4. Dear Brothers in the Priesthood!

This Psalm offers us a beautiful vision of the entire history of salvation and of all those involved–whether positively or negatively–in the economy of salvation. First of all, we see God and his eternal Son who became man to save us. Then we see the angels, the fallen spirits as our tempters and tormenters, and the faithful angels as servants of God working on our behalf. And finally, we behold man is his frailty, caught in the midst of these afflictions and divine helps, in the midst of temptations, pains and suffering whereby we are tried and about which we shall one day be judged. The solemn confession and praise of the greatness of God and the constant and powerful presence of God in and through the ministry of his angels should inspire us with confidence.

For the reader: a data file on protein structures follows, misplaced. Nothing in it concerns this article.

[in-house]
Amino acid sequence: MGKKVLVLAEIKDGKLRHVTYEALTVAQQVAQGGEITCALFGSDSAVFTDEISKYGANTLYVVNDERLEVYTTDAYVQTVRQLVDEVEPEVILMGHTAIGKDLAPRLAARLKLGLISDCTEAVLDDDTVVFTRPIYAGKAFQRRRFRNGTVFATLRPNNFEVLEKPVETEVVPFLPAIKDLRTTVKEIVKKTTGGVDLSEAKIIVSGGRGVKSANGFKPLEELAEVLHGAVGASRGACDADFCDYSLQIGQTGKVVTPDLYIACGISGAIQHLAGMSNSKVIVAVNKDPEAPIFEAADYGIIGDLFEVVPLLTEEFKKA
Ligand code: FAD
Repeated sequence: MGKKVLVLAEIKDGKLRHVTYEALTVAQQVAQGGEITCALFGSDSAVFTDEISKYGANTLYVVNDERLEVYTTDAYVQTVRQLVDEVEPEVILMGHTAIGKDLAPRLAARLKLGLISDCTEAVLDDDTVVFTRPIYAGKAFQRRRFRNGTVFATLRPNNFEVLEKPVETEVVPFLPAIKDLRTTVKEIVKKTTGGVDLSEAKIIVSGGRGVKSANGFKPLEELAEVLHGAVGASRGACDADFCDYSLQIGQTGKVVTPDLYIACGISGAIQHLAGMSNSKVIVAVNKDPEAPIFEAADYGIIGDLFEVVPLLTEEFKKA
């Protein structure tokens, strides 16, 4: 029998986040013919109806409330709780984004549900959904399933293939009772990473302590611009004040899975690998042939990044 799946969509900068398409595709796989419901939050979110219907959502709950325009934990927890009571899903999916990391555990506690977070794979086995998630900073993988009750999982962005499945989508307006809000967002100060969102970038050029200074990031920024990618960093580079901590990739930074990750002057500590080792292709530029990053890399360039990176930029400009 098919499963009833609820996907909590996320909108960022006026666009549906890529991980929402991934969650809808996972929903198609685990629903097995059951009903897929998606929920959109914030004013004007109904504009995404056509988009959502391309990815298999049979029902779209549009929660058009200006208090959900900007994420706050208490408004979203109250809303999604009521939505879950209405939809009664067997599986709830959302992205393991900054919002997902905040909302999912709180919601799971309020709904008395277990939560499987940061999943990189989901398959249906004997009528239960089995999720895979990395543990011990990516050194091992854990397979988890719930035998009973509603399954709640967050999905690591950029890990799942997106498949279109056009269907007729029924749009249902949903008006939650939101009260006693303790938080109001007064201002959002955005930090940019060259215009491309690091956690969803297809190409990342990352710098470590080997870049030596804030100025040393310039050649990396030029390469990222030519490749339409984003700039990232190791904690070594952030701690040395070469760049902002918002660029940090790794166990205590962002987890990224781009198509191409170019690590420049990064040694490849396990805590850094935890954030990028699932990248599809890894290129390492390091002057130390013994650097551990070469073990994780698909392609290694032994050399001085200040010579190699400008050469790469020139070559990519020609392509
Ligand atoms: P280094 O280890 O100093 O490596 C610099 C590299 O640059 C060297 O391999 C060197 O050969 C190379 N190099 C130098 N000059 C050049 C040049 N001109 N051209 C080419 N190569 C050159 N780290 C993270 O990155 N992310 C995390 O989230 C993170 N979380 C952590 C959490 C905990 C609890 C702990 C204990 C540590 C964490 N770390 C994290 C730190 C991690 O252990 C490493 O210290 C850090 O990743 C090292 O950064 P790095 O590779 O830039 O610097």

Therefore, let us sing with the psalmist: "With the holy, thou wilt be holy; and with the innocent man, thou wilt be innocent. And with the elect, thou wilt be elect: and with the perverse thou wilt be perverted. For thou wilt save the humble people; but wilt bring down the eyes of the proud" (vv. 25-27).

Fr. Titus Kieninger ORC